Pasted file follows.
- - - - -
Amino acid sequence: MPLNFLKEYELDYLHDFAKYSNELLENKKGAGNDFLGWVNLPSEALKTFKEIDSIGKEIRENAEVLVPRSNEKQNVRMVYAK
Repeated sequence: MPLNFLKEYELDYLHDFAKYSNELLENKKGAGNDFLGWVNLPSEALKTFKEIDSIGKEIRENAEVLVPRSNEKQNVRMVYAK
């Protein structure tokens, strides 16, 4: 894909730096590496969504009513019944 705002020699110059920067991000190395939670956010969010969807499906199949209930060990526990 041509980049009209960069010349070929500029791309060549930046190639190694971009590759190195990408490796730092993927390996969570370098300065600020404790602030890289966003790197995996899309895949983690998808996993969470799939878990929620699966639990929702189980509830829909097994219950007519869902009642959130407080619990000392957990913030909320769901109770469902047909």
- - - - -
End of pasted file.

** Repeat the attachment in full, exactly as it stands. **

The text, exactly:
Amino acid sequence: MPLNFLKEYELDYLHDFAKYSNELLENKKGAGNDFLGWVNLPSEALKTFKEIDSIGKEIRENAEVLVPRSNEKQNVRMVYAK
Repeated sequence: MPLNFLKEYELDYLHDFAKYSNELLENKKGAGNDFLGWVNLPSEALKTFKEIDSIGKEIRENAEVLVPRSNEKQNVRMVYAK
């Protein structure tokens, strides 16, 4: 894909730096590496969504009513019944 705002020699110059920067991000190395939670956010969010969807499906199949209930060990526990 041509980049009209960069010349070929500029791309060549930046190639190694971009590759190195990408490796730092993927390996969570370098300065600020404790602030890289966003790197995996899309895949983690998808996993969470799939878990929620699966639990929702189980509830829909097994219950007519869902009642959130407080619990000392957990913030909320769901109770469902047909």